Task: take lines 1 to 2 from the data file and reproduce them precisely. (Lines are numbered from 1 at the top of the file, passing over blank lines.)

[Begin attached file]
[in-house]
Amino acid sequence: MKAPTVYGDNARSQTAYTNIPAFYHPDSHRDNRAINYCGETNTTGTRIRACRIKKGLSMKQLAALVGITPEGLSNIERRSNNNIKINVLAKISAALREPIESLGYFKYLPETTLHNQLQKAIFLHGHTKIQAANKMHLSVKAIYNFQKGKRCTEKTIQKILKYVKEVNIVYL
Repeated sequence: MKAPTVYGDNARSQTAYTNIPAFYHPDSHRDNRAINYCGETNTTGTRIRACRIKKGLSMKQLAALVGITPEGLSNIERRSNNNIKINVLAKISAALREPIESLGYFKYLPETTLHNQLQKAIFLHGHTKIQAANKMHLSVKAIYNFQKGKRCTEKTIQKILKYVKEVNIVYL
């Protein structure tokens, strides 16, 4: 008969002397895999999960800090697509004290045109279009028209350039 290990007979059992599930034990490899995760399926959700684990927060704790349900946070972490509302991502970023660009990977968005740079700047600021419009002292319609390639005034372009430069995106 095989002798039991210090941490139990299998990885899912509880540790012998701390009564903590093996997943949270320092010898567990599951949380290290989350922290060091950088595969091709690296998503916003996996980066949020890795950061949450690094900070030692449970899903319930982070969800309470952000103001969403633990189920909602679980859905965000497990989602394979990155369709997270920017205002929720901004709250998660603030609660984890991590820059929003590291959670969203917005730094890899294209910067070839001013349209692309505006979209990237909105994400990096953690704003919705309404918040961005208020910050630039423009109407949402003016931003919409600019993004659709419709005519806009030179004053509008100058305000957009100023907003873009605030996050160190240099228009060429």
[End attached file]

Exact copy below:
[in-house]
Amino acid sequence: MKAPTVYGDNARSQTAYTNIPAFYHPDSHRDNRAINYCGETNTTGTRIRACRIKKGLSMKQLAALVGITPEGLSNIERRSNNNIKINVLAKISAALREPIESLGYFKYLPETTLHNQLQKAIFLHGHTKIQAANKMHLSVKAIYNFQKGKRCTEKTIQKILKYVKEVNIVYL